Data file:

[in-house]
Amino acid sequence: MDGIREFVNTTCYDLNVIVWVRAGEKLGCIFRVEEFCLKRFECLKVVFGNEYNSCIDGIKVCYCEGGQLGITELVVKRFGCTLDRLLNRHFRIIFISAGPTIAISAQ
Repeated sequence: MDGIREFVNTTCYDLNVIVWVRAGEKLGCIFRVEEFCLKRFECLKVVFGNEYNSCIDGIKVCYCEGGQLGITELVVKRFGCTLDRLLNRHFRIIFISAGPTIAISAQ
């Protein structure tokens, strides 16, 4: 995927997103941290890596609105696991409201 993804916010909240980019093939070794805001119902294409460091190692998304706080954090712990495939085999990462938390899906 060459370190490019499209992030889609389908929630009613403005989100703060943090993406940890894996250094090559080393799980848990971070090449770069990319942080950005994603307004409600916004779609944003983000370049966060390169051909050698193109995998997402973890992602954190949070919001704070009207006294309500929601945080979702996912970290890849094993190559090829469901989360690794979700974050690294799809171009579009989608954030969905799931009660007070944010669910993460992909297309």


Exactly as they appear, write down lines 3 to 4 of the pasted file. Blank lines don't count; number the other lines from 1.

Repeated sequence: MDGIREFVNTTCYDLNVIVWVRAGEKLGCIFRVEEFCLKRFECLKVVFGNEYNSCIDGIKVCYCEGGQLGITELVVKRFGCTLDRLLNRHFRIIFISAGPTIAISAQ
């Protein structure tokens, strides 16, 4: 995927997103941290890596609105696991409201 993804916010909240980019093939070794805001119902294409460091190692998304706080954090712990495939085999990462938390899906 060459370190490019499209992030889609389908929630009613403005989100703060943090993406940890894996250094090559080393799980848990971070090449770069990319942080950005994603307004409600916004779609944003983000370049966060390169051909050698193109995998997402973890992602954190949070919001704070009207006294309500929601945080979702996912970290890849094993190559090829469901989360690794979700974050690294799809171009579009989608954030969905799931009660007070944010669910993460992909297309």